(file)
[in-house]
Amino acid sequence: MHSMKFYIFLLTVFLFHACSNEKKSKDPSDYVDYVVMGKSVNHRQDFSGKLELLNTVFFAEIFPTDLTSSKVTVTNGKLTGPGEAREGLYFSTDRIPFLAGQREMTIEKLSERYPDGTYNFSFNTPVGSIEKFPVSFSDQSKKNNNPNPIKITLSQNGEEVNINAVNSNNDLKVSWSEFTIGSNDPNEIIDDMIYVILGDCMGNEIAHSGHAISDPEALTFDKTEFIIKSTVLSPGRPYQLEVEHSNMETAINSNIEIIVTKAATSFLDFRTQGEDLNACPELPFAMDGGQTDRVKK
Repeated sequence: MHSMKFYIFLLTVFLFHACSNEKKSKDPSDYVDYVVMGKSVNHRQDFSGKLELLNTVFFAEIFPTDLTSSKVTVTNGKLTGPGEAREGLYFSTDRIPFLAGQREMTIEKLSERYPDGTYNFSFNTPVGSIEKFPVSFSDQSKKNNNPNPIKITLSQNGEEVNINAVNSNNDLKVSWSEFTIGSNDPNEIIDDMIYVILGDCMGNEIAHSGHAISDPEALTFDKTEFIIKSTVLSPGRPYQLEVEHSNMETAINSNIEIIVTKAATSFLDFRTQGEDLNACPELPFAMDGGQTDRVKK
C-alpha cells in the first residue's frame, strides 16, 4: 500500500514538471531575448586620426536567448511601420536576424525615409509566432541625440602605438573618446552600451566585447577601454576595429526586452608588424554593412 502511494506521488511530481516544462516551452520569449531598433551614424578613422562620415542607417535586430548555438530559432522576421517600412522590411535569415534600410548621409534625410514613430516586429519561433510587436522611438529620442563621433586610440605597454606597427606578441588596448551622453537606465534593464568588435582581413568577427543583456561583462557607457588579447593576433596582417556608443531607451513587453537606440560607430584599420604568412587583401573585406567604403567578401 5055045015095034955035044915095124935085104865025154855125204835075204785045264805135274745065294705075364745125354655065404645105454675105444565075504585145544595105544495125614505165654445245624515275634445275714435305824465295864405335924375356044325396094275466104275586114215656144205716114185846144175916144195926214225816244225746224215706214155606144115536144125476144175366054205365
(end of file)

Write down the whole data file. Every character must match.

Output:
[in-house]
Amino acid sequence: MHSMKFYIFLLTVFLFHACSNEKKSKDPSDYVDYVVMGKSVNHRQDFSGKLELLNTVFFAEIFPTDLTSSKVTVTNGKLTGPGEAREGLYFSTDRIPFLAGQREMTIEKLSERYPDGTYNFSFNTPVGSIEKFPVSFSDQSKKNNNPNPIKITLSQNGEEVNINAVNSNNDLKVSWSEFTIGSNDPNEIIDDMIYVILGDCMGNEIAHSGHAISDPEALTFDKTEFIIKSTVLSPGRPYQLEVEHSNMETAINSNIEIIVTKAATSFLDFRTQGEDLNACPELPFAMDGGQTDRVKK
Repeated sequence: MHSMKFYIFLLTVFLFHACSNEKKSKDPSDYVDYVVMGKSVNHRQDFSGKLELLNTVFFAEIFPTDLTSSKVTVTNGKLTGPGEAREGLYFSTDRIPFLAGQREMTIEKLSERYPDGTYNFSFNTPVGSIEKFPVSFSDQSKKNNNPNPIKITLSQNGEEVNINAVNSNNDLKVSWSEFTIGSNDPNEIIDDMIYVILGDCMGNEIAHSGHAISDPEALTFDKTEFIIKSTVLSPGRPYQLEVEHSNMETAINSNIEIIVTKAATSFLDFRTQGEDLNACPELPFAMDGGQTDRVKK
C-alpha cells in the first residue's frame, strides 16, 4: 500500500514538471531575448586620426536567448511601420536576424525615409509566432541625440602605438573618446552600451566585447577601454576595429526586452608588424554593412 502511494506521488511530481516544462516551452520569449531598433551614424578613422562620415542607417535586430548555438530559432522576421517600412522590411535569415534600410548621409534625410514613430516586429519561433510587436522611438529620442563621433586610440605597454606597427606578441588596448551622453537606465534593464568588435582581413568577427543583456561583462557607457588579447593576433596582417556608443531607451513587453537606440560607430584599420604568412587583401573585406567604403567578401 5055045015095034955035044915095124935085104865025154855125204835075204785045264805135274745065294705075364745125354655065404645105454675105444565075504585145544595105544495125614505165654445245624515275634445275714435305824465295864405335924375356044325396094275466104275586114215656144205716114185846144175916144195926214225816244225746224215706214155606144115536144125476144175366054205365